To Your Health
July, 2009 (Vol. 03, Issue 07)
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Enjoying the Golden Years: Staying Fit for Life

By Perry Nickelston, DC

Ah, the Golden Years; that long-awaited time to sit back, relax and enjoy the rest of your life after decades of hard work. Not so fast - it's also the time during which the natural aging process can wreak havoc on your body. Why? Muscle mass decreases as people age; beginning in the fourth decade of life, adults lose 3-5 percent of muscle mass per decade, and the decline increases to 1-2 percent per year after age 50. Anti-aging metabolic hormones such as growth hormone and testosterone also plummet as we age. These hormones are responsible for building lean muscle and preventing tissue breakdown. Fortunately, we can do something about it: These hormones are primarily increased with regular physical activity.

Eldery by the pool - Copyright – Stock Photo / Register Mark It's the old adage, "Use it or lose it!" Exercise is of vital importance for older adults. It keeps you strong, helps burn calories and maintain weight, improves flexibility, and contributes to balance and bone strength. What are the best types of exercise? A regimen that builds lean muscle and promotes endurance, flexibility and stability is the goal. Here are six of the most effective exercise options to accomplish this with minimal risk of injury. It is highly recommended that you consult your doctor for a complete physical evaluation prior to starting any new exercise routine.

1. Brisk Walking

Walking is a great low-impact form of cardiovascular activity. It improves endurance and lean muscle tone in your legs. The key is to avoid walking too slow; maintain a brisk pace with long strides and arm swings. Adding ankle or wrist weights to enhance aerobic calorie-burning helps send more oxygen to your heart, increasing endurance. Even low- to moderate-intensity walking can have both short- and long-term health benefits.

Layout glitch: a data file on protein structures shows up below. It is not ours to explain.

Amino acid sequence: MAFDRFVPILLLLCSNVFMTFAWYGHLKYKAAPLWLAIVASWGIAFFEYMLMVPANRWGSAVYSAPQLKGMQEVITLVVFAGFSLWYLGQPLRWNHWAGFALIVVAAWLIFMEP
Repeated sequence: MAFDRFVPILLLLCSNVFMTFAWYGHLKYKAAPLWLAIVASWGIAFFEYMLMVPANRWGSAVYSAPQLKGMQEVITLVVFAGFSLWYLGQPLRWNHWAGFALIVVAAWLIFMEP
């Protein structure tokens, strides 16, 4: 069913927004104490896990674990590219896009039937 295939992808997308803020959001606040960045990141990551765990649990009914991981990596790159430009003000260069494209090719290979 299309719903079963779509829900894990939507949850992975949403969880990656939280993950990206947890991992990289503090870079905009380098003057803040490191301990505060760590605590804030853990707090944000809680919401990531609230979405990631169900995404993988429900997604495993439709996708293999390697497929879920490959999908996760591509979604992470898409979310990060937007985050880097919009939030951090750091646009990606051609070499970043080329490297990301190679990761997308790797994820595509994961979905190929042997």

Eldery by the pool 2 - Copyright – Stock Photo / Register Mark How fast is brisk? Determine your target training heart rate and maintain this pace for at least 30 to 60 minutes, three to four days per week. (For example, a good target heart rate for a 60-64-year-old is 96-120 beats per minute. For more information on target training heart rates by age, read "Find Your Fat-Burning, Muscle-Building Zone" in this issue.) A variety of heart rate watches are available to help track your target heart rate during exercise. Try changing your terrain by walking up hills and stairs for added resistance and difficulty. Better yet, throw on some hiking boots and hit the open wilderness trails and commune with Mother Nature. Just remember not to push too hard or put yourself in a position to fall or otherwise injure yourself.

2. Resistance Training

Don't worry, you won't end up looking like Arnold Schwarzenegger by doing a little resistance exercise, and it's important to maintain your existing muscle tone as you age; the most effective way is via strength training. However, instead of using your typical weights and gym equipment, try working out with rubber tubes and bands instead. These give you added resistance in two directions, making for a more effective workout and much less chance of injury to your joints, ligaments and tendons. There is no need to lift heavy weights to burn calories and increase strength. Just 20 minutes three to four times per week with bands or tubes can make significant changes in how your body looks and feels. Optimum results are obtained with fast-paced, full-body routines. Again, remember to start slow and talk to your doctor before beginning any new exercise regimen.